A GIFT FROM HOMEBOUND JOYCE DiDONATO

REYNALDO HAHN’S À Chloris. She sang Romeo in the SF Opera archive stream a couple of weeks ago of Bellini’s The Capulets and the Montagues.

 

THOUGHTS DURING S.I.P.

A PENDULUM PRESENCE AND THE ARTS

“EVERY WEEK I eagerly anticipate opening Performing Arts Monterey Bay Weekly Magazine. It continually broadens my awareness. I look forward to PAMB’s take on the Arts and this converting world. In a daily patchwork arena of stay-at-home programming, of binges, unlikely explorations and predictable reruns. This past month, increasingly grew with its missing the company of others, memories of our favorite kinds of social gatherings at concerts, favorite coffee shops, old bookstores and happy walking places. I have spent most of my life juggling a number of careers in the arts. Like many others, I read my tea leaves recently with mixed optimism. I have had past visitations of high times and low times. Those of us who have been periodically unemployed have no doubt that the pendulum is always swinging. At times like this, the only question is, how long could the duration of this particular swing last?”  ~Carey Crockett, Unicorn Theatre Monterey

THERAPIST TO AILING ARTS ORGANIZATION

MICHAEL M KAISER, late of Kennedy Center management, has been guiding arts organizations under COVID-19 panic. Click HERE

IN MEMORIAM

CELLIST LYNN HARRELL, died April 27. (Composer Krzysztof Penderecki, died March 29.) Remembered by eight cellists of the National Symphony Orchestra

 

THE HYPERTRAGIC NOTCH

SAMUIL FEINBERG PIANO SONATAS

MARC-ANDRÉ HAMELIN has released the first six of Feinberg’s 12 piano sonatas on Hyperion label. Feinberg (1890-1962) was born in Odessa, became an exceptional pianist and prolific composer of solo piano music, three piano concertos, two violin sonatas and a large body of songs for voice and piano. As this new disc reveals, he carried forward the influence of Sergei Rachmaninoff, 17 years his senior, and Nicolai Medtner, who was born in 1880. Like Medtner, Feinberg lacked Rachmaninoff’s entertainer’s ambition and instead left music that is more richly concentrated and subtly nuanced. Of these six sonatas, composed between 1915 and 1934, five are single-movements of, on average, ten minutes performance time apiece. However the Third Sonata, of 1916-17, consists of three movements, titled Prélude, Marche funèbre and Sonate: Allegro appassionato. Indeed, the three movements sound very much like stand-alone pieces. The Second Sonata, in A Minor, of 1916, seems to have attracted the most interest among contemporary pianists. All of these works are tonal and thematic but lavish with harmonic digressions that blur the underlying chord progressions. There is so much going on within the texture of each that it takes a virtuoso of extraordinary brilliance to reveal their riches. Hamelin is certainly the man for the job, an artist who has tackled music that most pianists find technically too difficult to conquer, much less artistically interpret. That makes for a listener’s adventure. Three times through and I know I haven’t discovered all the goods they contain. SM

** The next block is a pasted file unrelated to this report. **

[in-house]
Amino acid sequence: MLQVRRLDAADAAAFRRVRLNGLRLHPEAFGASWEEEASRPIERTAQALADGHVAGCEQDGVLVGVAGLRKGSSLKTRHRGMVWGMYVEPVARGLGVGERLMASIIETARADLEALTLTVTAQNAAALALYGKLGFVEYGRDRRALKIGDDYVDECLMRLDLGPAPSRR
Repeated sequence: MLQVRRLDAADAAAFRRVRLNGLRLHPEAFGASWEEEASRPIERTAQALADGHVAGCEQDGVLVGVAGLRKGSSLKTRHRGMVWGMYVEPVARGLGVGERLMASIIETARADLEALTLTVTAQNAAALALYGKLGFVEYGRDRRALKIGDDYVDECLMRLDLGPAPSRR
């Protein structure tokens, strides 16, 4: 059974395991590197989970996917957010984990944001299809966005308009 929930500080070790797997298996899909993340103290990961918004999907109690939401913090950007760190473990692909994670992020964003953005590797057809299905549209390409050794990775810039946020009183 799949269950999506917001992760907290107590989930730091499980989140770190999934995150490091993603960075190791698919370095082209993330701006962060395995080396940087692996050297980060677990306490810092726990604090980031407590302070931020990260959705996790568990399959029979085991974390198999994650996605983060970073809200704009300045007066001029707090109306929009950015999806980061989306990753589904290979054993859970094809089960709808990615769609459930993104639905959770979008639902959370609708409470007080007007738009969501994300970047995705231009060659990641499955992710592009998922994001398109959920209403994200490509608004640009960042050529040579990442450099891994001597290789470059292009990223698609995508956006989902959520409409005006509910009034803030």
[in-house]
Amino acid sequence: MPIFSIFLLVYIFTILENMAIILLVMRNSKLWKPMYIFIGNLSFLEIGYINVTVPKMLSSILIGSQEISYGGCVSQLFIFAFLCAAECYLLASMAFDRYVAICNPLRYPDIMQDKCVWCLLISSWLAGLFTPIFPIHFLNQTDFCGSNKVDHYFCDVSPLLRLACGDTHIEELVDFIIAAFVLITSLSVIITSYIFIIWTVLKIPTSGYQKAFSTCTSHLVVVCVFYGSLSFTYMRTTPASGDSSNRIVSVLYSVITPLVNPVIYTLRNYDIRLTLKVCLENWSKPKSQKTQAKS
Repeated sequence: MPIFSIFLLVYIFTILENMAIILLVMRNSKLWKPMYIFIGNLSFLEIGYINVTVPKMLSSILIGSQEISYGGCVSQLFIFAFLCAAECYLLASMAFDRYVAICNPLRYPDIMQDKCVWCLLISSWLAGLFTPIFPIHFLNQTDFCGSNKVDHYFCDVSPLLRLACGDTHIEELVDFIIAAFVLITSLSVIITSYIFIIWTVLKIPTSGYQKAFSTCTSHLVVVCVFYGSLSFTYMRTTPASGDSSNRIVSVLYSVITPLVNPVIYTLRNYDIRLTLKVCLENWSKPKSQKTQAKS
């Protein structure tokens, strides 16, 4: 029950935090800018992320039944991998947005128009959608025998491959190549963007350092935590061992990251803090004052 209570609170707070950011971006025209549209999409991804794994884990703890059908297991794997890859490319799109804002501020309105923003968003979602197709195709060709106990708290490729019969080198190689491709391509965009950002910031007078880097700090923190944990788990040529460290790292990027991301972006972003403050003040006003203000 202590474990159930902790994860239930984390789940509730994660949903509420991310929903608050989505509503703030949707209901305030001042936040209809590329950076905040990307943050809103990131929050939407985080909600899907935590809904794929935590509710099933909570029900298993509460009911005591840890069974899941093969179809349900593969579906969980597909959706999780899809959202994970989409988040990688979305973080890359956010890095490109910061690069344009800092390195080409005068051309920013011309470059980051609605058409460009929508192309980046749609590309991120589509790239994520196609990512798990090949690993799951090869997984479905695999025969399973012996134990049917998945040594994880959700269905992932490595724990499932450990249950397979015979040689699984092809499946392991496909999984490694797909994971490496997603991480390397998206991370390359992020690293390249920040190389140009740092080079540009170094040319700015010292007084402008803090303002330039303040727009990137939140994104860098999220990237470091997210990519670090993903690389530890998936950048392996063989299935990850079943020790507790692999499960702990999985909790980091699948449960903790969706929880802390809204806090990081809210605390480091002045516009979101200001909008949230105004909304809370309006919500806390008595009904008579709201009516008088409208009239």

HUGE EXPLOSION OF ONLINE ARTS

SILVER LINING OF COVID-19 as arts consumers turn to the internet. Music critic Barbara Jepson calls attention to an unanticipated development. Click HERE 

COVID-19 STRANDS BOLIVIAN ORCHESTRA

FOLK-INSTRUMENT ENSEMBLE stuck in a German castle for more than two months. Click HERE

TAKING UP THE MARIMBA

WITH ALONDRA DE LA PARRA and colleagues

FOLLOW US ON TWITTER: @PerfArtsMtyBay

Scott MacClelland, editor; Rebecca CR Brooks, associate editor

 

 

Composer Alex Berko

Alex Berko, right, with composer John Wineglass and conductor Max Bragado-Darman at Glen Deven Ranch in Big Sur

WHAT A DIFFERENCE 5 months can make. What a difference one week or even one moment can make. It certainly feels like a lifetime since I last sent an update—we lived in a completely different world back in January…just 5 months ago. As Tom Hanks put it in his graduation speech to Wright State University: